2005 BES Annual Meeting Presentation and Poster Abstracts
Differential growth of the invasive Amynthas hilgendorfi in the laboratory and field
Miriam Vishniac, Andrew Yang, Katalin Szlavecz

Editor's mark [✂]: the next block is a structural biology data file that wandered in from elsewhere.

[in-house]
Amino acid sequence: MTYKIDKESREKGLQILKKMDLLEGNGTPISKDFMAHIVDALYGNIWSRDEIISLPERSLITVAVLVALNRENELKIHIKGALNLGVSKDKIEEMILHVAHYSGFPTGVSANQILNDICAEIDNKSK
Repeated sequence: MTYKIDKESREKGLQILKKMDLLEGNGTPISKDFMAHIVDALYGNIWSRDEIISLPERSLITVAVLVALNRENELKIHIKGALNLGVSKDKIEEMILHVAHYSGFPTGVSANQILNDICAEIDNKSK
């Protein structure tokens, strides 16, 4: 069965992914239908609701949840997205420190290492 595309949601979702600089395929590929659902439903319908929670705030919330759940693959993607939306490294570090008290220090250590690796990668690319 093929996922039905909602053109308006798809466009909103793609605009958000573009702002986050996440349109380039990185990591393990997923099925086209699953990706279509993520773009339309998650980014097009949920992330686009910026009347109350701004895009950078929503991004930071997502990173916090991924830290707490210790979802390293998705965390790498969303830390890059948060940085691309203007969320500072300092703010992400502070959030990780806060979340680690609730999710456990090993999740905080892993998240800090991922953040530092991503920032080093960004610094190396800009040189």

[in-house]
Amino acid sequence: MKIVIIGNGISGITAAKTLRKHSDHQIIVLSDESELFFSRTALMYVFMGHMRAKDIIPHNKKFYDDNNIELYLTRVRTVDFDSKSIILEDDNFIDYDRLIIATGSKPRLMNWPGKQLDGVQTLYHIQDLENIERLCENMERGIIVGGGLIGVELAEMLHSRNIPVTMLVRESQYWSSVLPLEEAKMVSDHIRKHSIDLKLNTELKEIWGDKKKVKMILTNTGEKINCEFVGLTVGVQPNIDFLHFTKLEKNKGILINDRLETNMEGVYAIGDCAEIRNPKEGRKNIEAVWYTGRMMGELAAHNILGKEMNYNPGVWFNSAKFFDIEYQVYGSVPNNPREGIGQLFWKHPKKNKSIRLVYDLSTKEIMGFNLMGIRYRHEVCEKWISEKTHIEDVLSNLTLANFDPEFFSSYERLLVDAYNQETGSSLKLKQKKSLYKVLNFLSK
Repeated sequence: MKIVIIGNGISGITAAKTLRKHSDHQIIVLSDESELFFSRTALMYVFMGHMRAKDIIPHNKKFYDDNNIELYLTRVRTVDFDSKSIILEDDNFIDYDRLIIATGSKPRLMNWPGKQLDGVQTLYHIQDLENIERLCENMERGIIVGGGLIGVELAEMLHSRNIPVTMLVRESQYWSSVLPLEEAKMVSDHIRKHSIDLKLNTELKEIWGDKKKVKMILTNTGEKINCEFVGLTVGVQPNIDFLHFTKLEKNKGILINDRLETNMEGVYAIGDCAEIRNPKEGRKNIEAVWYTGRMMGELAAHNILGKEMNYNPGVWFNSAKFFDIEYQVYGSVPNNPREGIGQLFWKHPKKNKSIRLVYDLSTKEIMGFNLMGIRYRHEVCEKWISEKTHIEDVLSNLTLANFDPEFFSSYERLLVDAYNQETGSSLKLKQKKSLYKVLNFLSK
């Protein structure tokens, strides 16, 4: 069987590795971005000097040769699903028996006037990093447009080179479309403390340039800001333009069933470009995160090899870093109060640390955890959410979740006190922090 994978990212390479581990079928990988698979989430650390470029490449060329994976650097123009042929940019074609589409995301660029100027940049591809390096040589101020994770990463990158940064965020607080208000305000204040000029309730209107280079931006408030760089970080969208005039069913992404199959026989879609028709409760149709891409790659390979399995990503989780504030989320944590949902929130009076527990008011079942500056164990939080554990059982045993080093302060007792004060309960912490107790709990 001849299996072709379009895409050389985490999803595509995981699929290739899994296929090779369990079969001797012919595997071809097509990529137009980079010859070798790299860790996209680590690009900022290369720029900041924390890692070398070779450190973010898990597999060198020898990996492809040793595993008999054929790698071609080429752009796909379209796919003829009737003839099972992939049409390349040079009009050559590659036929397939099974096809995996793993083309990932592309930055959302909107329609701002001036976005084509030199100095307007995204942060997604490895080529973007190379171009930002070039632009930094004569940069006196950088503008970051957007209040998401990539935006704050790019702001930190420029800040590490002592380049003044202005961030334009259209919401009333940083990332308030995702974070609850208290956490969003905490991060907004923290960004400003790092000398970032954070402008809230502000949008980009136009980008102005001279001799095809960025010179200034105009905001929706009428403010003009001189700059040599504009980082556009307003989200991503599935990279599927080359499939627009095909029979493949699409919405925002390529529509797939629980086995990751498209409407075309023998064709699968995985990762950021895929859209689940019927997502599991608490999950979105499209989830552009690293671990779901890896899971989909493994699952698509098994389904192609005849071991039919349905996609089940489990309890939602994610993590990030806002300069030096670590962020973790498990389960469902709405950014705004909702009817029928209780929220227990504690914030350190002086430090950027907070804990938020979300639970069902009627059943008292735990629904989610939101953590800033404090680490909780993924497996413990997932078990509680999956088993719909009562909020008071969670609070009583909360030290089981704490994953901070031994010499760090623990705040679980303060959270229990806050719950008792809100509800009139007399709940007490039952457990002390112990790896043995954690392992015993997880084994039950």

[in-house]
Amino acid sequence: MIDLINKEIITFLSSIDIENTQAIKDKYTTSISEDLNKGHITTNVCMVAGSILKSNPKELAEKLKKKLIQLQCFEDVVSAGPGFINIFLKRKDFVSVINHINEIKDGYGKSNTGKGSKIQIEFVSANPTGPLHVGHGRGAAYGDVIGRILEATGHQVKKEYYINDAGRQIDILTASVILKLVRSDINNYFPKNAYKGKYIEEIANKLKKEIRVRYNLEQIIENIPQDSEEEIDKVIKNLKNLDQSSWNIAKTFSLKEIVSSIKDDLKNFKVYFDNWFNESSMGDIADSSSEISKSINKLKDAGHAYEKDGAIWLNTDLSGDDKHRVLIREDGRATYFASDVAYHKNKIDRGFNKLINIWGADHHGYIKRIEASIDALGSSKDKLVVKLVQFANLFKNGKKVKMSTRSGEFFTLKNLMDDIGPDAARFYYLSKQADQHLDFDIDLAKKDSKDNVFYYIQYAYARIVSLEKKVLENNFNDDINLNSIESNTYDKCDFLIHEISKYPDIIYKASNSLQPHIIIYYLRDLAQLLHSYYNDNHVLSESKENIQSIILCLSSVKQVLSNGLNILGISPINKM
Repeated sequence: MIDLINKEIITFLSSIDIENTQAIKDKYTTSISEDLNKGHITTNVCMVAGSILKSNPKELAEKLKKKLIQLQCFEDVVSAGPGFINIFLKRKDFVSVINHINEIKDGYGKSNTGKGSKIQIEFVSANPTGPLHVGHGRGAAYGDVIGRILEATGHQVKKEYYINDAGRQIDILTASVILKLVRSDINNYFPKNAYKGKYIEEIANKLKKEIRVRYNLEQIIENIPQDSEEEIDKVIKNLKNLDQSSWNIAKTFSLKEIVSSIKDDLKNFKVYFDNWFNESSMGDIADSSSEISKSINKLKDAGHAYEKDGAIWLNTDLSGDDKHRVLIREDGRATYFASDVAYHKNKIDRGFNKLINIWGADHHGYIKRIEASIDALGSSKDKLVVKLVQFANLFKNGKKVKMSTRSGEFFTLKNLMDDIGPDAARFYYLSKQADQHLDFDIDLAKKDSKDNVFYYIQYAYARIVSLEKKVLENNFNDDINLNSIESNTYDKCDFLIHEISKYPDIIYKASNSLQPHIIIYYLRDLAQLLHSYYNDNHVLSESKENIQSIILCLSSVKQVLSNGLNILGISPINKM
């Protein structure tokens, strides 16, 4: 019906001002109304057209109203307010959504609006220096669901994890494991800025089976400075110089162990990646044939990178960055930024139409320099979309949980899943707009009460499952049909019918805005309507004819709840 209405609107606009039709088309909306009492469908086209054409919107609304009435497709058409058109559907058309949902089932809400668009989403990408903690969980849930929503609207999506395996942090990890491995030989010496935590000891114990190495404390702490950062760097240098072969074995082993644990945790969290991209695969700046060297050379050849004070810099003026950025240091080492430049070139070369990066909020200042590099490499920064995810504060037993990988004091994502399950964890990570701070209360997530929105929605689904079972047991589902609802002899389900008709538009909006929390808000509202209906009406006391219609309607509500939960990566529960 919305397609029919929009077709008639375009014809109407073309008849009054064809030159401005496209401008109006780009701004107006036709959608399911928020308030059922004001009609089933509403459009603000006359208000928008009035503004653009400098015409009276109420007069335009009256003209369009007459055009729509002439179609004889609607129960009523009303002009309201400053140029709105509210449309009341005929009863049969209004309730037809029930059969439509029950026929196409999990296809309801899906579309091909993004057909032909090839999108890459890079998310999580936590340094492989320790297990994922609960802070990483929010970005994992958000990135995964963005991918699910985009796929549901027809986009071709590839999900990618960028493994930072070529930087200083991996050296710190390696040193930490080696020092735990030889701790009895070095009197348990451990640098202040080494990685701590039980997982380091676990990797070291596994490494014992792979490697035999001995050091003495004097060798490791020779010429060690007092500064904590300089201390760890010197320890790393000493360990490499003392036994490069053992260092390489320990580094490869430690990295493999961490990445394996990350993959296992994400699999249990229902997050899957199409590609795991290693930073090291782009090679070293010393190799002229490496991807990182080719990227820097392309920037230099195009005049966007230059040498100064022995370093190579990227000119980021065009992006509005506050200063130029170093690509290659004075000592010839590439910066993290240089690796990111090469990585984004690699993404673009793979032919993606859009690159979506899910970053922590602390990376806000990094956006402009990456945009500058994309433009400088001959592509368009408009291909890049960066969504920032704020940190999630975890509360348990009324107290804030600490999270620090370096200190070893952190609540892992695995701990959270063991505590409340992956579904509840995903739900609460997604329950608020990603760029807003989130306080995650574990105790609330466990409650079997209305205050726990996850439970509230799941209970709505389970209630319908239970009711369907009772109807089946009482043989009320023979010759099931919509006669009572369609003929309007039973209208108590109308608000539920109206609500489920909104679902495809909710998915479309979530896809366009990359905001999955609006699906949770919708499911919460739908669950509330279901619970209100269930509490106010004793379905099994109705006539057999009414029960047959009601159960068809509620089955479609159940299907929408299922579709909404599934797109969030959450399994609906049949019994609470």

Abstract: Earthworm invasion has recently become a pertinent topic. In the Mid-Atlantic region Asian pheretimoids are of special importance, as they can dominate urban and suburban habitats during the growing season. Sparse data exist on the life history of these earthworms in their new environment. We have been monitoring a suburban population of Amynthas hilgendorfi, a common Asian invader, since early April, when the first juveniles emerged. The objective of the study was to obtain information on its size distribution over time, as well as to compare field and laboratory growth rates. About 100 animals were collected biweekly, weighed, and returned to the field. For the laboratory experiments, we collected 50 Amynthas from the same backyard and kept them individually in plastic containers. Contrary to our expectations, the laboratory population did not grow better than the field population. Mortality rates were also high in the laboratory. It is not clear why Amynthas is difficult to keep in the lab. While average live weight increased over time in the field population, so did variance. We postulate two possible explanations: 1) small juveniles were continuously emerging or 2) individuals were growing differentially.